That's another great point. I don't know what their manufacturing capacity is, but if they're operating near peak and don't expect to be able to boost production for a while, then a lower price will only create a shortage without raising profits.
  • Reply 45 of 47
    Originally Posted by shamino View Post

    You're ignoring my point.

    I did not. I addressed it with the second part of my response. That the locked iPhone was priced higher than normal rather than the unlocked price being a function of that price.

    Originally Posted by shamino View Post

    A locked iPhone costs $400 in the US, when other locked AT&T smartphones cost $150-200. If a locked iPhone costs twice what other smartphones cost, it stands to reason that an unlocked one will cost twice what some other unlocked smartphones cost.

    I'm sure it's not that simple. It appears to me that Apple's accounting scheme is different.

    Apple are rumoured to be getting up to 30% of revenue each month from the carrier whereas Nokia do not do that. Both will sell a phone to the carrier at say $200 (I'm just making up a figure here). Once Nokia have their cash though, they're out of the picture, not Apple.

    Since Apple demand a 30% kickback each month, the carrier charges the customer more up front so they (the carrier) aren't out of pocket over the life of the contract. The customer is essentially subsidising the carrier. The high unlocked price pays for the kickback.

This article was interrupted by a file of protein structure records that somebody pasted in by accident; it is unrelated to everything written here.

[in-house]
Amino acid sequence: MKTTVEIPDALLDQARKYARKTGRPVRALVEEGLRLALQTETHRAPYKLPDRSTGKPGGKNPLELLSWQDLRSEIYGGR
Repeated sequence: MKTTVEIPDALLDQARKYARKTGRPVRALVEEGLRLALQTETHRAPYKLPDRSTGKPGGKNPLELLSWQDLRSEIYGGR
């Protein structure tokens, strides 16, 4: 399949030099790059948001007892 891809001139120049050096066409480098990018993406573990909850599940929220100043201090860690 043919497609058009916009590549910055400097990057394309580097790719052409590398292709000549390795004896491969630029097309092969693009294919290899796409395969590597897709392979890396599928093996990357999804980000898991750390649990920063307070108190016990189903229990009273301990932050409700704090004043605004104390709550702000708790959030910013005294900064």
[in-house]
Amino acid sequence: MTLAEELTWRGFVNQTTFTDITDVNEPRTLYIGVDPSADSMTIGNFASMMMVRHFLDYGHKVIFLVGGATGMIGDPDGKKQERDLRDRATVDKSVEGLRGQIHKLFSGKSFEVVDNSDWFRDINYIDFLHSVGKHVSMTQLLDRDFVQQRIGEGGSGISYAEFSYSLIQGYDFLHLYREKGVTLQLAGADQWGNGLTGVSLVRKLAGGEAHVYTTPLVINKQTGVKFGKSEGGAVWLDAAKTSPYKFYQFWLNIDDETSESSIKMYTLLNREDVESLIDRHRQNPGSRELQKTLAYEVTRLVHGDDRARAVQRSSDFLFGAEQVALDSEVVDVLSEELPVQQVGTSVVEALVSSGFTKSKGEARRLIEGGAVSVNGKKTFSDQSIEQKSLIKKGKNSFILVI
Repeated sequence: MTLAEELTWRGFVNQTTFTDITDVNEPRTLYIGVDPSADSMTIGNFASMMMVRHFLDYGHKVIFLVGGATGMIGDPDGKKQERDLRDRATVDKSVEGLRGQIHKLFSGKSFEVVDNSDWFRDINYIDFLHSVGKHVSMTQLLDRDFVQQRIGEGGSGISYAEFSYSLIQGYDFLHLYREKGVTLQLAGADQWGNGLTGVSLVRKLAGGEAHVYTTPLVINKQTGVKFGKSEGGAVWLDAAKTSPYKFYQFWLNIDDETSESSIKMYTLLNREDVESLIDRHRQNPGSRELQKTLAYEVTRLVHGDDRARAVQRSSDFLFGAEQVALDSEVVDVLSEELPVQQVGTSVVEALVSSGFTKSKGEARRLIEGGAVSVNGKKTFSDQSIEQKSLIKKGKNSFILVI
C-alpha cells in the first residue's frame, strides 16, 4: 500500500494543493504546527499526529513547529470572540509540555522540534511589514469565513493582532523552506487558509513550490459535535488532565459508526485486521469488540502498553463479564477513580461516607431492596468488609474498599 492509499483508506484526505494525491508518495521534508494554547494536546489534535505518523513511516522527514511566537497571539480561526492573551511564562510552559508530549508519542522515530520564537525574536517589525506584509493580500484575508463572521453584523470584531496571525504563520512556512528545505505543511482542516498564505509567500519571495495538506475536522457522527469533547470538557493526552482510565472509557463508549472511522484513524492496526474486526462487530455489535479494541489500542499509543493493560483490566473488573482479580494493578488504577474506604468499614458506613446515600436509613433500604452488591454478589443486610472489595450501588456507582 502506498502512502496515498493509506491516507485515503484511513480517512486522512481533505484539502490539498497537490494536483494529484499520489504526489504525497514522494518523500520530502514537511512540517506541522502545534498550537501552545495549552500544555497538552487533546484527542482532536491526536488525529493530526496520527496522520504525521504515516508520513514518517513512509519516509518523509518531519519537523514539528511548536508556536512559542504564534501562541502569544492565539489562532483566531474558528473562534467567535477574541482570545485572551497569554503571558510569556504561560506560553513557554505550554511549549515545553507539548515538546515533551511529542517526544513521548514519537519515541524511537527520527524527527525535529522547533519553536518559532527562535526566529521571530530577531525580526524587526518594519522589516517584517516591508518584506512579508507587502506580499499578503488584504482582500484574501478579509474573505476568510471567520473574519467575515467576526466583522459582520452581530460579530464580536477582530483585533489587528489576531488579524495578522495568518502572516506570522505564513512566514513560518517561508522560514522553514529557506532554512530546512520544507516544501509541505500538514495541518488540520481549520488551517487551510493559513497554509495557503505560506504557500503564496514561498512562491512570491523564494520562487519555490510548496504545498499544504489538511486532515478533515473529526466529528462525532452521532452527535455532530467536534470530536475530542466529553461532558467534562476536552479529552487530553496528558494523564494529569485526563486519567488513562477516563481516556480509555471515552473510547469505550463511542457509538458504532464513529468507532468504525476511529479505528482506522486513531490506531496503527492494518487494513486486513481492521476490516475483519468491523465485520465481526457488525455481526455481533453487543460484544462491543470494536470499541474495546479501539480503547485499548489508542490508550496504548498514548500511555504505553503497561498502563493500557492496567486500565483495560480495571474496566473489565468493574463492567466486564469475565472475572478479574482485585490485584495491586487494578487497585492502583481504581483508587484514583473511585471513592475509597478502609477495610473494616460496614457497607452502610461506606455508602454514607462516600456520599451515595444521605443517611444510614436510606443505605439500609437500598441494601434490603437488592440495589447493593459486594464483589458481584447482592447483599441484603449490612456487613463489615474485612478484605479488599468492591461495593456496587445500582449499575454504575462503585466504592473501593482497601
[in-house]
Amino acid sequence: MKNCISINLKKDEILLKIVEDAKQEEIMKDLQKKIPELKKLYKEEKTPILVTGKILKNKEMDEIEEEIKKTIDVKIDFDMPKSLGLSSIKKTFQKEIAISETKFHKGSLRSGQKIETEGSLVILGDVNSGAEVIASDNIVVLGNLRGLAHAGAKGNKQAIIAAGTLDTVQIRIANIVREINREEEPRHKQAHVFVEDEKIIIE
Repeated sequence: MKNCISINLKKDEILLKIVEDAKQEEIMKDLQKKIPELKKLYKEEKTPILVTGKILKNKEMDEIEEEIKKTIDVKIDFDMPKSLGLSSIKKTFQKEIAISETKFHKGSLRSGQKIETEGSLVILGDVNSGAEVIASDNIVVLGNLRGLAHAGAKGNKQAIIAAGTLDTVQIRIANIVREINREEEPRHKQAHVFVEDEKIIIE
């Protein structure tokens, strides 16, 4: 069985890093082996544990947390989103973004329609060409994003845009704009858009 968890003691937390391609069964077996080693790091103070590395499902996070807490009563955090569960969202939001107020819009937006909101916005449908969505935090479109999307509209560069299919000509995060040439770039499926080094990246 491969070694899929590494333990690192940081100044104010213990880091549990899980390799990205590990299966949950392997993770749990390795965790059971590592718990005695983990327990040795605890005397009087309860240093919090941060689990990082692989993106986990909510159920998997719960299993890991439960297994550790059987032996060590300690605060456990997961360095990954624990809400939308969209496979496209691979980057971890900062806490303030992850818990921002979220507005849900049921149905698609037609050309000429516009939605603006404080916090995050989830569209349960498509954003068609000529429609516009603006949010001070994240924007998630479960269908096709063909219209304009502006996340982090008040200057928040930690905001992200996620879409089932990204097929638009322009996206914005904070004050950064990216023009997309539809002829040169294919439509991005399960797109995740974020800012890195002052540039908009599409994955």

With Nokia, the carrier doesn't have to pay a kickback to Nokia each month so they don't have to sell the locked phone at such a high price. The carrier is subsidising the purchase of the handset which they amortise over the life of the contract.

    Originally Posted by shamino View Post

    All the discussions of "an iPhone contains 20 cents worth of used pinball parts, so Apple is ripping you off" were beaten to death when the device was first introduce months ago. If you want to continue that thread, please take it over there.

    In this thread, the complaints have specifically been about the price difference between the locked and unlocked models. It is unreasonable to expect a phone with a much higher base-price to not also have a much-higher unlocked price.

    Again, I'm sure it's not that simple. The example I gave was an N95 8GB which is available for NOTHING here locked with a contract similar to an iPhone, but costs MORE unlocked than an unlocked iPhone does in France. Basing the unlocked price as a multiplier of the locked price in that situation is obviously ridiculous. There's more to it than just component costs.

    I wasn't getting in to the parts breakdown situation at all but really, do you think an N95 8GB is cheaper to manufacture than the iPhone? I would say no. They're probably similarly expensive to manufacture. The different unlocked price is in the accounting details.